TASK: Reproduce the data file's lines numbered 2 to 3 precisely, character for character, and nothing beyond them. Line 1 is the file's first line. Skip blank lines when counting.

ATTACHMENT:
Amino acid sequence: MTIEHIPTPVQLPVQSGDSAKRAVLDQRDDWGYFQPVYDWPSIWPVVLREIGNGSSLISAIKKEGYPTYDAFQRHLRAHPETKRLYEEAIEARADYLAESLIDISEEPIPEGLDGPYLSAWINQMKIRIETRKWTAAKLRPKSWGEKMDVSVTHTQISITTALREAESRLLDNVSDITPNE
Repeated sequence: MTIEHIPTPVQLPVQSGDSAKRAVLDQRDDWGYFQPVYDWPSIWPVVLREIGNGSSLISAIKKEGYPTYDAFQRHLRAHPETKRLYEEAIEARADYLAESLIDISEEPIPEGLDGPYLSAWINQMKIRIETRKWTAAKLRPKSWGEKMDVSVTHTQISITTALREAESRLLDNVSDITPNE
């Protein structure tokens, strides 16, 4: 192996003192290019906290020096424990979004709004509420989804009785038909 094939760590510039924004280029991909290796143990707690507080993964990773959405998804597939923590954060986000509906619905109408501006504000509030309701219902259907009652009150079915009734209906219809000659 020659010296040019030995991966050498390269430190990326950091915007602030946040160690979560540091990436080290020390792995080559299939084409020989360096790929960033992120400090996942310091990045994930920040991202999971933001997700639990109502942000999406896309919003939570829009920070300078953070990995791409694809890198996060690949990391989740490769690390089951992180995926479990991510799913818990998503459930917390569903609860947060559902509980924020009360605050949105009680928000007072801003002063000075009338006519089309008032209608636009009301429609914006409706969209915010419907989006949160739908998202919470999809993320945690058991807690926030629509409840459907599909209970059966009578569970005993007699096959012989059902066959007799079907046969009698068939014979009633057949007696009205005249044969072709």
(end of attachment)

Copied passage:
Repeated sequence: MTIEHIPTPVQLPVQSGDSAKRAVLDQRDDWGYFQPVYDWPSIWPVVLREIGNGSSLISAIKKEGYPTYDAFQRHLRAHPETKRLYEEAIEARADYLAESLIDISEEPIPEGLDGPYLSAWINQMKIRIETRKWTAAKLRPKSWGEKMDVSVTHTQISITTALREAESRLLDNVSDITPNE
């Protein structure tokens, strides 16, 4: 192996003192290019906290020096424990979004709004509420989804009785038909 094939760590510039924004280029991909290796143990707690507080993964990773959405998804597939923590954060986000509906619905109408501006504000509030309701219902259907009652009150079915009734209906219809000659 020659010296040019030995991966050498390269430190990326950091915007602030946040160690979560540091990436080290020390792995080559299939084409020989360096790929960033992120400090996942310091990045994930920040991202999971933001997700639990109502942000999406896309919003939570829009920070300078953070990995791409694809890198996060690949990391989740490769690390089951992180995926479990991510799913818990998503459930917390569903609860947060559902509980924020009360605050949105009680928000007072801003002063000075009338006519089309008032209608636009009301429609914006409706969209915010419907989006949160739908998202919470999809993320945690058991807690926030629509409840459907599909209970059966009578569970005993007699096959012989059902066959007799079907046969009698068939014979009633057949007696009205005249044969072709």